Happy Friday! We returned home a week early. It was just not in the cards for us to stay in Santa Cruz with me so sick. Happy to report I am getting better, sad to say that I'm still fairly ill. I'm just tired of it all. Everyone around me is tired of it all. Whatcha gonna do?
My parents have now moved into their apartment at the University Retirement Community. We joined them for dinner tonight, a well done buffet with friendly residents introducing themselves. This is not our grandparents' retirement home. My dad took great care with the remodeling of their living space, and duplicated the design of cabinetry, windows, fixtures and color schemes. It looks just like their former home, but in miniature. It's quite nice.
I'll go over tomorrow to help with unpacking, but will only do as much as I can. Easy does it.
On International Women's Day, I wrote a tribute to my mother, and read it to her while she was visiting. She was very touched, and asked me to print a copy for her. Here's what I said.
My mother has my full appreciation and support, always, but especially today on Women's Day. She was the oldest of 5, editor of HS yearbook and a sports writer for the HS newspaper, attended UC Berkeley, had to quit because she started her family with my dad. Had three children by the age of 25 ( ! ), kept a beautiful house for an exacting husband, went back to the job market, kept the family on track financially, returned to college when kids were in Junior High/High School to get her BA and while dad was in graduate school.
She would never call herself a feminist. Didn't believe in it. But she does believe in all the things that feminists have fought for. So, go figure.
She is often the unsung hero of the family, because she is modest. There are many chest thumpers and horn tooters in our gang, and she isn't one of them.
But I do believe she's the strongest among us.
Today, mom, I want you to know: I see how important your life has been. I've watched your struggles and accomplishments. I'm so glad you are mine.
I'm lucky to have to in my life. I'm grateful.
It was a touching moment when I read it to her. I managed not try cry, just by a hair. Her appreciation was palpable. I tucked the printed copy away in her wheelchair pocket.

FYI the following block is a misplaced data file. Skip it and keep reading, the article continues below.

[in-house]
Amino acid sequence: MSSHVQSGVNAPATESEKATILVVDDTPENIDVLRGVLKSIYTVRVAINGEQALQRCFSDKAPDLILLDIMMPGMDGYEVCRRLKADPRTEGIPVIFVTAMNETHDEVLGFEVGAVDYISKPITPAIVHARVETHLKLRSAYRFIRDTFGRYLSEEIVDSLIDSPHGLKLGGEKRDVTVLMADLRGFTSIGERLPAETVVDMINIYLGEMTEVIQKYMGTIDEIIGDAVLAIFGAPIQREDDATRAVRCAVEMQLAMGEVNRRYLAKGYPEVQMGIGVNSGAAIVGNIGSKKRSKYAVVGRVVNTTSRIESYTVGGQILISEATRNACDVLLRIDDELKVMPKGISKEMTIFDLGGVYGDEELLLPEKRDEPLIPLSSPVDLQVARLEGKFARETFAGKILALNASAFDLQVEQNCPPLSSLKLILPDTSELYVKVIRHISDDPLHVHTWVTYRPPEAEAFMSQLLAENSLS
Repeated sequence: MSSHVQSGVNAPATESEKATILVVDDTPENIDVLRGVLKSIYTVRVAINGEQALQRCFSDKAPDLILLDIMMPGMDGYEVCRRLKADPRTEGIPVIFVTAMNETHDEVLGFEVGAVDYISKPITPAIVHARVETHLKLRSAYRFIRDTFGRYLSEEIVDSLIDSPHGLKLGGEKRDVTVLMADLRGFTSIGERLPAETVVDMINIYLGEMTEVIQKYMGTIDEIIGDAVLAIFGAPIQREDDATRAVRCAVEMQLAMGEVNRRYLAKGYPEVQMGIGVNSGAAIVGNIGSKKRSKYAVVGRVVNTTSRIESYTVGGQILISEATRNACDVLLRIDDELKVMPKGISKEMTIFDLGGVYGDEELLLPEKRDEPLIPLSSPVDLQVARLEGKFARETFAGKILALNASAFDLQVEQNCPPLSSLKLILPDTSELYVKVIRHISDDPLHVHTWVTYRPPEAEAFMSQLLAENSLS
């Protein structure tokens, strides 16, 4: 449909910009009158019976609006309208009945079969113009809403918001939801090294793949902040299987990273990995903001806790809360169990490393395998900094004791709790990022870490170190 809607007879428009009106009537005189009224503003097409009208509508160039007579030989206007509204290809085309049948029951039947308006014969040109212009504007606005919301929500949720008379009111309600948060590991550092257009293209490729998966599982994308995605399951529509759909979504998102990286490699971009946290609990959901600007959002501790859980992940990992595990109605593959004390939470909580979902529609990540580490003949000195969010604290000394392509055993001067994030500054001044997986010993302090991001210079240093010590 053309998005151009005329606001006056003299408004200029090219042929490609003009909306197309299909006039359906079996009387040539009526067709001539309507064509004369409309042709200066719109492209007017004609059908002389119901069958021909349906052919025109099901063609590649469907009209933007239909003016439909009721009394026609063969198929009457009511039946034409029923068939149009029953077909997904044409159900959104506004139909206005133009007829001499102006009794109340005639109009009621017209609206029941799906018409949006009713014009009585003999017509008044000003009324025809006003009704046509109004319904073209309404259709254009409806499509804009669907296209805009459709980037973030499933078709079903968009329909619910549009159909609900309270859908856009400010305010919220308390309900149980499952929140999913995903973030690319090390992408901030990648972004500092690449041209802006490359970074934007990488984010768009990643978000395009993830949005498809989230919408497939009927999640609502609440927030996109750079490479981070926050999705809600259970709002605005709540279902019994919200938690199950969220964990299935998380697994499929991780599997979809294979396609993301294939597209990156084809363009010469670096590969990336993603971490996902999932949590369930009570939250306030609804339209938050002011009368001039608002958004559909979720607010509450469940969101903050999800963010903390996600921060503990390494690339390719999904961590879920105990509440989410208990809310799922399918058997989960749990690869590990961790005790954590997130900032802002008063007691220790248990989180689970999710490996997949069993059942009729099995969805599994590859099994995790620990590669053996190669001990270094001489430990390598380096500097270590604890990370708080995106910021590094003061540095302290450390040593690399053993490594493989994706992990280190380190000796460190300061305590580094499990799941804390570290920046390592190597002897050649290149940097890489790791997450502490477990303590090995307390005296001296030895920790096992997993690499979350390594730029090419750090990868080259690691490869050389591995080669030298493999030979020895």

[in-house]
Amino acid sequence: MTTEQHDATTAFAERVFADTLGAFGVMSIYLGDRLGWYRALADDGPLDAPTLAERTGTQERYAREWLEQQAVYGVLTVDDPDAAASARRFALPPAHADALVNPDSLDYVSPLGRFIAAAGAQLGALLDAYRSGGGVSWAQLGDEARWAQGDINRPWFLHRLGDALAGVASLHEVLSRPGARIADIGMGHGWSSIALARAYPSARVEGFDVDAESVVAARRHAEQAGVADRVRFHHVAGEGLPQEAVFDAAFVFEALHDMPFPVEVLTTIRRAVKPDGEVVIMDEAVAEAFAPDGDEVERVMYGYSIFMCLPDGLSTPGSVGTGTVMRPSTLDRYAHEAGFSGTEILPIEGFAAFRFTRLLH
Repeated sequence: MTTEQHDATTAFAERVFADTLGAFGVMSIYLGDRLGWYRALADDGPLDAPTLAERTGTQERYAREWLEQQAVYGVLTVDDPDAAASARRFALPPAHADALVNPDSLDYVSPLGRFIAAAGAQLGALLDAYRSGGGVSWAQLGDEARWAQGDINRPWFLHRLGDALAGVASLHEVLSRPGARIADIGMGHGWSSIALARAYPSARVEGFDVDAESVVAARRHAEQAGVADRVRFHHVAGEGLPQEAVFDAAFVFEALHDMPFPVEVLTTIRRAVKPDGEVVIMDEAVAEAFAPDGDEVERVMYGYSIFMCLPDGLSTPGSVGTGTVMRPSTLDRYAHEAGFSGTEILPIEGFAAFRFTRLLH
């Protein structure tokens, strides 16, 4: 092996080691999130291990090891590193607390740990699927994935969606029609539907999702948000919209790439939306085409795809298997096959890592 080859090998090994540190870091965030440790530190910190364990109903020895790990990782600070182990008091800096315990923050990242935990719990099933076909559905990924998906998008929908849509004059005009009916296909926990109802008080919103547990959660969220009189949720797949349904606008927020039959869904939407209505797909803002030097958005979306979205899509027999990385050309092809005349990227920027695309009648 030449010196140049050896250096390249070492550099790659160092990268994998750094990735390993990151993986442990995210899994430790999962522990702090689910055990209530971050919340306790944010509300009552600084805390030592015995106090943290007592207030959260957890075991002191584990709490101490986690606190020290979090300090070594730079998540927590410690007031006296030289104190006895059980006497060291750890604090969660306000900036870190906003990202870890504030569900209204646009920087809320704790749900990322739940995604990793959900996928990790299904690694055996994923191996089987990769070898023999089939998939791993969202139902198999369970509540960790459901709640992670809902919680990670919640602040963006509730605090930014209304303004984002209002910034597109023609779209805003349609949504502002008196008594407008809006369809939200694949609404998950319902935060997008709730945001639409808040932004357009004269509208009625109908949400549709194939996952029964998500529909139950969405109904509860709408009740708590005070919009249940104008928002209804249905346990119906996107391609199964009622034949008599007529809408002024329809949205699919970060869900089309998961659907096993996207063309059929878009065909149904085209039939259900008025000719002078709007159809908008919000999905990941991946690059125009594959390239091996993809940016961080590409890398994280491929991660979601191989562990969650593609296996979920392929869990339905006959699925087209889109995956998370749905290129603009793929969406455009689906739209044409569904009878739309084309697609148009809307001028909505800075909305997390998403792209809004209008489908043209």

Though I often did know it, especially when I was younger, she really was a kick ass kind of gal. I know that now, and I 'm glad she's still around so I can tell her so.
We talked a bit about how difficult it was for a woman making her way in the 1950s era. Never taken seriously, undervalued, options limited. She was a smart woman, and learned to hunt game from her father, loved sports enough that she was the sports editor of her high school newspaper, and still looked ladylike in her pearls and loafers. She quietly went about her business and did what she could.
She had good friends in high school and college, some of whom she still keeps in touch with.
She provided a good example to her three daughters: learn well, work hard, and try not to get into too much trouble. We did what we could. She's been a fantastic wife, keeping my dad well cared for, catering to his (often demanding) needs, helping him stay financially strong, stroking his ego, and being his helpmate over the many decades. He had a very unstable childhood, and she became his rock.
How did you celebrate International Women's Day? Did you think of your heroines? Who are they?
(My dad snarkishly asked if there was a International Men's Day. I said, "YES. Every damn day." But truth be told, there IS one! Read about it here.)
Have a good weekend. Women and Men and Other Identified, alike. Cuz baby, we all part of the HUMAN RACE.